Djebbara, Z., Fich, L. B. and Gramann, K. (2020) ‘Architectural affordance systematically alter parieto-occipital alpha-band desynchronization’, in ANFA 2020: Sensing spaces, perceiving place. San Diego, US: ANFA.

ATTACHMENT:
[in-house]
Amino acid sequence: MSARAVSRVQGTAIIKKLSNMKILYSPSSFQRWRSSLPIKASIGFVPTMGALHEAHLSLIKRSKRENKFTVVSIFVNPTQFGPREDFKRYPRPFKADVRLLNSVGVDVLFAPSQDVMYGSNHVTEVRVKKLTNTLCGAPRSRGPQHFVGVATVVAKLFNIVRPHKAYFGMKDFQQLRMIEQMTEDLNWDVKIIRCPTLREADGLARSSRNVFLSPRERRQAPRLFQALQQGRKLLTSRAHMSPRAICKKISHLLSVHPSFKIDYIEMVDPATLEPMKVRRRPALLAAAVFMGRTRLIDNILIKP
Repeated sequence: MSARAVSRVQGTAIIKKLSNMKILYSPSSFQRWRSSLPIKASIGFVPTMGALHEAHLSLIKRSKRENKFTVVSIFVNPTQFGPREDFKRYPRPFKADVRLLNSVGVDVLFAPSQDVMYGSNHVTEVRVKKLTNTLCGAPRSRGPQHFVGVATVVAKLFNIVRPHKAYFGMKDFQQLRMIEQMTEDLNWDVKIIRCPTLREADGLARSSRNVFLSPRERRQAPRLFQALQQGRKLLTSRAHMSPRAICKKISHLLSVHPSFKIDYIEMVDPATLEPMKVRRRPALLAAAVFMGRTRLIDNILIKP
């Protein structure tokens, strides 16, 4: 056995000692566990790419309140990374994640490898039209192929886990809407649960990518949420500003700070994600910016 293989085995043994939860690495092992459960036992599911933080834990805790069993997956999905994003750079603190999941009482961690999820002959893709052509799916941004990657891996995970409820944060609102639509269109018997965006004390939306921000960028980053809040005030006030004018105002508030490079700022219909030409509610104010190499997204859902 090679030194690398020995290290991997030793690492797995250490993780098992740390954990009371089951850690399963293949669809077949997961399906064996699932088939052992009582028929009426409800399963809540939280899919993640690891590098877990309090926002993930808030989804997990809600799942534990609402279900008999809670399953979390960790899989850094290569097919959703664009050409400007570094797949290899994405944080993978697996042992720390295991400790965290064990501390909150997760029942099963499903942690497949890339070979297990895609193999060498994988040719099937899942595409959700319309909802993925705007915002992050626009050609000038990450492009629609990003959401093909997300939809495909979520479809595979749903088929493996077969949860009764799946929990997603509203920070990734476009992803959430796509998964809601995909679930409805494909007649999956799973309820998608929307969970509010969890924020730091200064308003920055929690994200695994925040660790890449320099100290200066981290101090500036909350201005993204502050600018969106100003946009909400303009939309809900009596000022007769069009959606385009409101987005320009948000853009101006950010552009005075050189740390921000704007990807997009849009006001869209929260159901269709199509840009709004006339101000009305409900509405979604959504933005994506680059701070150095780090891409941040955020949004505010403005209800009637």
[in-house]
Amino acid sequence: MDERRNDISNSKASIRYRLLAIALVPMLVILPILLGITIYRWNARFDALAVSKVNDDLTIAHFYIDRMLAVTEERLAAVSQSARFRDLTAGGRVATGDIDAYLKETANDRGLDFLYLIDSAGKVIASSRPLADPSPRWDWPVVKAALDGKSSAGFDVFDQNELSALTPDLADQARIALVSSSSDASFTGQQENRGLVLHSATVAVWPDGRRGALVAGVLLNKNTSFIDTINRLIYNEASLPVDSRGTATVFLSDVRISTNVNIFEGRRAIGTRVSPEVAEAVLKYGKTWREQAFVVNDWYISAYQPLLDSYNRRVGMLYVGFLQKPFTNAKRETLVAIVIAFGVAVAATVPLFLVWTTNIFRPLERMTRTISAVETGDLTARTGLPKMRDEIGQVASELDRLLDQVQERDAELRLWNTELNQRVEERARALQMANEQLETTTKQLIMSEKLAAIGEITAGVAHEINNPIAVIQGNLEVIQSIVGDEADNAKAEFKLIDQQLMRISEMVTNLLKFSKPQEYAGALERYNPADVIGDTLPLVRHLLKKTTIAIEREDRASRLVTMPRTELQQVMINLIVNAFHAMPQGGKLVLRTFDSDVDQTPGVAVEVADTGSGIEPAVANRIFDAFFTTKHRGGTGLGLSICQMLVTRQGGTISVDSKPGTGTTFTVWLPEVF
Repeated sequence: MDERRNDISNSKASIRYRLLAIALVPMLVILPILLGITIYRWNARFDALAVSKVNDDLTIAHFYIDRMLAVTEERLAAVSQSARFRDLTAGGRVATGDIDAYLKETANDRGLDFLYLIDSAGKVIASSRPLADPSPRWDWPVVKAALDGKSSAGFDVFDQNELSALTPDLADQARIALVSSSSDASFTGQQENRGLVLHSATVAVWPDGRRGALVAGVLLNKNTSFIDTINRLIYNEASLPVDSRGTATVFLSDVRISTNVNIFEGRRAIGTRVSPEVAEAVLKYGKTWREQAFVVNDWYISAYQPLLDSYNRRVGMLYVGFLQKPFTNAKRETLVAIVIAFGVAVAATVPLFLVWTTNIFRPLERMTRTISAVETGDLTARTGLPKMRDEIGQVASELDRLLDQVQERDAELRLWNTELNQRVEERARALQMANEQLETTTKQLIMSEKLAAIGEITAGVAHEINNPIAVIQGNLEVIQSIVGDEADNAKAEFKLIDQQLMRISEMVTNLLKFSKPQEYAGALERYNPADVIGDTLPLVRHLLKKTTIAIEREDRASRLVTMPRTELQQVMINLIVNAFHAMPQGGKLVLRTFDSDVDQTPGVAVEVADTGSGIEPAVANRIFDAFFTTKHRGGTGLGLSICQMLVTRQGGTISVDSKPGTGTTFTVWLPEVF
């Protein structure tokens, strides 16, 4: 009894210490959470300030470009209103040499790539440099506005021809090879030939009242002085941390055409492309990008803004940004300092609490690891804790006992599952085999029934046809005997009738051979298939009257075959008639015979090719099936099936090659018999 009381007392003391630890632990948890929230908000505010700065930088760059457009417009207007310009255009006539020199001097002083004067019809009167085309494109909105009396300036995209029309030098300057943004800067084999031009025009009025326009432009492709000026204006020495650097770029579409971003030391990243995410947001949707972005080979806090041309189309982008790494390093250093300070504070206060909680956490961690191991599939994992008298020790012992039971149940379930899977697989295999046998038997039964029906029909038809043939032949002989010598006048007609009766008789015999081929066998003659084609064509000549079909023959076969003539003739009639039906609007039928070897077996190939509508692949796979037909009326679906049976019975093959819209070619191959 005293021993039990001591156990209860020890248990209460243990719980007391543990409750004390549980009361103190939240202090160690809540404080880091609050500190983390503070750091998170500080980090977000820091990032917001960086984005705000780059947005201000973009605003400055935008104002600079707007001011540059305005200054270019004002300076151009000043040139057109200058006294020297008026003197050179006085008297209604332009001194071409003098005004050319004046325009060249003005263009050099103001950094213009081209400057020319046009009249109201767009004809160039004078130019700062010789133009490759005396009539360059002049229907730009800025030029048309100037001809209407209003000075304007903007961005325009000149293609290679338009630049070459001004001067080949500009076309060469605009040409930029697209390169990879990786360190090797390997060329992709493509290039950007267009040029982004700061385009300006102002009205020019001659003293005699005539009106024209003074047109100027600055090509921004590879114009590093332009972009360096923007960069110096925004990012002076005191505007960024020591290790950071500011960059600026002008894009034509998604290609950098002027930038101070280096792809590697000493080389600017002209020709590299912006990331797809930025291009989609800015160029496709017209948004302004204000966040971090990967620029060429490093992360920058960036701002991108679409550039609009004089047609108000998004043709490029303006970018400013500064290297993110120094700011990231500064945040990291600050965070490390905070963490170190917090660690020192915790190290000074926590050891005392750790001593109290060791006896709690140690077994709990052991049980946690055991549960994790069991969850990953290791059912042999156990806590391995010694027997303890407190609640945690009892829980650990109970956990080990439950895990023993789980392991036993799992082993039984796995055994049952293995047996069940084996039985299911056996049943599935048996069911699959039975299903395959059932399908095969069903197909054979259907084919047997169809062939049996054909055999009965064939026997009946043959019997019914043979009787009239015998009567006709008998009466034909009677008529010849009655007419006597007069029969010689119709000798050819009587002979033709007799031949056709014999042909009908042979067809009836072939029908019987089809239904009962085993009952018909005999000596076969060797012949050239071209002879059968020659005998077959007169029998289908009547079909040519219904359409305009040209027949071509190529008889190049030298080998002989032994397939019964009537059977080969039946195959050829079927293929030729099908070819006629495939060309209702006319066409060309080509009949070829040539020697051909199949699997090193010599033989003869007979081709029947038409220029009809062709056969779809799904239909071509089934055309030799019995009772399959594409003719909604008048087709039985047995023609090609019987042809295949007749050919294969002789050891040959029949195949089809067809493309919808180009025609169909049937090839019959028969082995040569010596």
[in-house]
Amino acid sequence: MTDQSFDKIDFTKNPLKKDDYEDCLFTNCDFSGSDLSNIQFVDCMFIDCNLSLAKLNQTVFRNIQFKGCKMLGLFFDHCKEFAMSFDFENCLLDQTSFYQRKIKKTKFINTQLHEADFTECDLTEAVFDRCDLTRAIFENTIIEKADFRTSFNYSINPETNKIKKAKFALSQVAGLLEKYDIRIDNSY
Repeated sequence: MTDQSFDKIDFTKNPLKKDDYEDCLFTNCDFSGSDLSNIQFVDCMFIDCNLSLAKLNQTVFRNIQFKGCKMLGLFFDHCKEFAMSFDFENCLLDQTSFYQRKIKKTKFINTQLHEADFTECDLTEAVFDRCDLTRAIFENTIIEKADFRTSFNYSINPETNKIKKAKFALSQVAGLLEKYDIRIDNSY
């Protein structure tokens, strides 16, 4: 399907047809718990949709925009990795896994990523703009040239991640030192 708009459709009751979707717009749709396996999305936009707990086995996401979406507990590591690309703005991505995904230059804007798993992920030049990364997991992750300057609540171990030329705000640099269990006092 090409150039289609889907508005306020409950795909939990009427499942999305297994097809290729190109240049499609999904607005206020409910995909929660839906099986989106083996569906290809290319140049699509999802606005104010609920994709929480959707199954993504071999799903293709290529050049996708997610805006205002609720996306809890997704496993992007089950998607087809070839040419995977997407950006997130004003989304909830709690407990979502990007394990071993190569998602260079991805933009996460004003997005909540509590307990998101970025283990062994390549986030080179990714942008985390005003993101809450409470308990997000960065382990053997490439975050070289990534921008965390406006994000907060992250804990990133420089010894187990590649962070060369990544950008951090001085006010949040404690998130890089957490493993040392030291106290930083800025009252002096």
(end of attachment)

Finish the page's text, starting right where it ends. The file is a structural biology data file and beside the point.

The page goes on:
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Transitions are among the most fundamental architectural elements, as they distinguish between inside and outside (1). Over millennials, architectural transitions have been shaped by human beings in various forms, making them both architecturally and biologically attractive. Because transitions extend in time and space and depend on the human body’s capabilities to propel itself through space, we used a Mobile Brain/Body Imaging approach (MoBI; 2–4) with high-density electrocenphalography (EEG) synchronized to head mounted virtual reality to investigate the animate human transition from one space to another with varying affordances. As a continuation of previous enticing results (5), we performed a time-frequency analysis on the source-level of recorded in-actio brain activity. By varying the width of the passage, we regulated the affordances, i.e. narrow or wide openings, which allowed exploring the animate body towards transitions and to investigate how such processes are expressed in the time-frequency domain of human brain dynamics. As the alpha-band oscillations have been implicated to regulate the responsivity in sensorimotor areas, particularly as a function of predicted spatial attention (6), we hypothesized to find event-related desynchronization (ERD) in the alpha-band. Specifically, the attenuations within the alpha-band were expected to co-vary with the architectural affordances both upon perceiving the opening and well as while approaching the transition. The hypothesis retrieved from active inference (7–9) suggests that during movement, the continuous affordances are expressed as suppression of proprioceptive prediction-errors while the embodied brain becomes more certain of the environment and, thus, planned movements. Affordances in the context of the subject in this experiment can thus be interpreted as a function of top-down attention expressed in the alpha-band oscillation. Given the dependence on sensorimotor activity, e.g. action-perception, these results are particularly appealing to active inference and enactivism. Our study investigates to which extent affordances are reflected in the neuronal responses and how architecture is embedded in cortical processes.
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